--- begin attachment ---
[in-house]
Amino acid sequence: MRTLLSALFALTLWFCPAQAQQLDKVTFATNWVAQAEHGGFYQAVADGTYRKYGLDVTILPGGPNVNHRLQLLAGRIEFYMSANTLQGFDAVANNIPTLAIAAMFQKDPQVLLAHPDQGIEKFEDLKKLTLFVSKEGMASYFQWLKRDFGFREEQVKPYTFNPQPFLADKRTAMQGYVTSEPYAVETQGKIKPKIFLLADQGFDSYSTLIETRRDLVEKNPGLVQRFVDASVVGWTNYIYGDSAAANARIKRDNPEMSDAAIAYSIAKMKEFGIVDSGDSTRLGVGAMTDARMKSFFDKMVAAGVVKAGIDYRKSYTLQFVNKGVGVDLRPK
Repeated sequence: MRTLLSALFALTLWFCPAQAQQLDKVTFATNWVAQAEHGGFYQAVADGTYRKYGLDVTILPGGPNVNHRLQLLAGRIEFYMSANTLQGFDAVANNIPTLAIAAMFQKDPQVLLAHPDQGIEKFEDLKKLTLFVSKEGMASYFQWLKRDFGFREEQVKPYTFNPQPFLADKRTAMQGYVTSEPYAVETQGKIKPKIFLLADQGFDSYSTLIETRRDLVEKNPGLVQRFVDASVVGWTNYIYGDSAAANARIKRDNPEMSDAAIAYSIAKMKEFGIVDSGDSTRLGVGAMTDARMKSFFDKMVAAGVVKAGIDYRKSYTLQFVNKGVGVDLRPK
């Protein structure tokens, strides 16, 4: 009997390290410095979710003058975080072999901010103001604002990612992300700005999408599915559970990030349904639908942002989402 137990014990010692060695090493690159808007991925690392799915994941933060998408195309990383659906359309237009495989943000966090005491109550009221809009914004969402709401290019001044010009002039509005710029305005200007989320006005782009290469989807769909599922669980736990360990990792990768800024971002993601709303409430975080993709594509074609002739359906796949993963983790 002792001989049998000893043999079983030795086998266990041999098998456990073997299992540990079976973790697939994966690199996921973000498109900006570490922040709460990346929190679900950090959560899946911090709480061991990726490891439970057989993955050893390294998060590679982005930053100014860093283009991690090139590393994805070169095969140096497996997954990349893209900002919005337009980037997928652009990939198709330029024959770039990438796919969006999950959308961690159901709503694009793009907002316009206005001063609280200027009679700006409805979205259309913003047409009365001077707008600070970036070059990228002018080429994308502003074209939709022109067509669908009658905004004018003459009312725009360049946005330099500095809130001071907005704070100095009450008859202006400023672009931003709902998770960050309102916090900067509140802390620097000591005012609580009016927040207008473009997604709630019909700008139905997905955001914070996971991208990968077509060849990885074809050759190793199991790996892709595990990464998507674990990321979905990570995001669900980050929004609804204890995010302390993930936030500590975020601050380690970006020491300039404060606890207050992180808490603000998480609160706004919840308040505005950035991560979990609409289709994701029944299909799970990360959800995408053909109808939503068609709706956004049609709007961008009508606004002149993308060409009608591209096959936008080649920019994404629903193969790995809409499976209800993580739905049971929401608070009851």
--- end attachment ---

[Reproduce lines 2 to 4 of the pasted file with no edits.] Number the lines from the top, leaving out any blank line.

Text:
Amino acid sequence: MRTLLSALFALTLWFCPAQAQQLDKVTFATNWVAQAEHGGFYQAVADGTYRKYGLDVTILPGGPNVNHRLQLLAGRIEFYMSANTLQGFDAVANNIPTLAIAAMFQKDPQVLLAHPDQGIEKFEDLKKLTLFVSKEGMASYFQWLKRDFGFREEQVKPYTFNPQPFLADKRTAMQGYVTSEPYAVETQGKIKPKIFLLADQGFDSYSTLIETRRDLVEKNPGLVQRFVDASVVGWTNYIYGDSAAANARIKRDNPEMSDAAIAYSIAKMKEFGIVDSGDSTRLGVGAMTDARMKSFFDKMVAAGVVKAGIDYRKSYTLQFVNKGVGVDLRPK
Repeated sequence: MRTLLSALFALTLWFCPAQAQQLDKVTFATNWVAQAEHGGFYQAVADGTYRKYGLDVTILPGGPNVNHRLQLLAGRIEFYMSANTLQGFDAVANNIPTLAIAAMFQKDPQVLLAHPDQGIEKFEDLKKLTLFVSKEGMASYFQWLKRDFGFREEQVKPYTFNPQPFLADKRTAMQGYVTSEPYAVETQGKIKPKIFLLADQGFDSYSTLIETRRDLVEKNPGLVQRFVDASVVGWTNYIYGDSAAANARIKRDNPEMSDAAIAYSIAKMKEFGIVDSGDSTRLGVGAMTDARMKSFFDKMVAAGVVKAGIDYRKSYTLQFVNKGVGVDLRPK
């Protein structure tokens, strides 16, 4: 009997390290410095979710003058975080072999901010103001604002990612992300700005999408599915559970990030349904639908942002989402 137990014990010692060695090493690159808007991925690392799915994941933060998408195309990383659906359309237009495989943000966090005491109550009221809009914004969402709401290019001044010009002039509005710029305005200007989320006005782009290469989807769909599922669980736990360990990792990768800024971002993601709303409430975080993709594509074609002739359906796949993963983790 002792001989049998000893043999079983030795086998266990041999098998456990073997299992540990079976973790697939994966690199996921973000498109900006570490922040709460990346929190679900950090959560899946911090709480061991990726490891439970057989993955050893390294998060590679982005930053100014860093283009991690090139590393994805070169095969140096497996997954990349893209900002919005337009980037997928652009990939198709330029024959770039990438796919969006999950959308961690159901709503694009793009907002316009206005001063609280200027009679700006409805979205259309913003047409009365001077707008600070970036070059990228002018080429994308502003074209939709022109067509669908009658905004004018003459009312725009360049946005330099500095809130001071907005704070100095009450008859202006400023672009931003709902998770960050309102916090900067509140802390620097000591005012609580009016927040207008473009997604709630019909700008139905997905955001914070996971991208990968077509060849990885074809050759190793199991790996892709595990990464998507674990990321979905990570995001669900980050929004609804204890995010302390993930936030500590975020601050380690970006020491300039404060606890207050992180808490603000998480609160706004919840308040505005950035991560979990609409289709994701029944299909799970990360959800995408053909109808939503068609709706956004049609709007961008009508606004002149993308060409009608591209096959936008080649920019994404629903193969790995809409499976209800993580739905049971929401608070009851």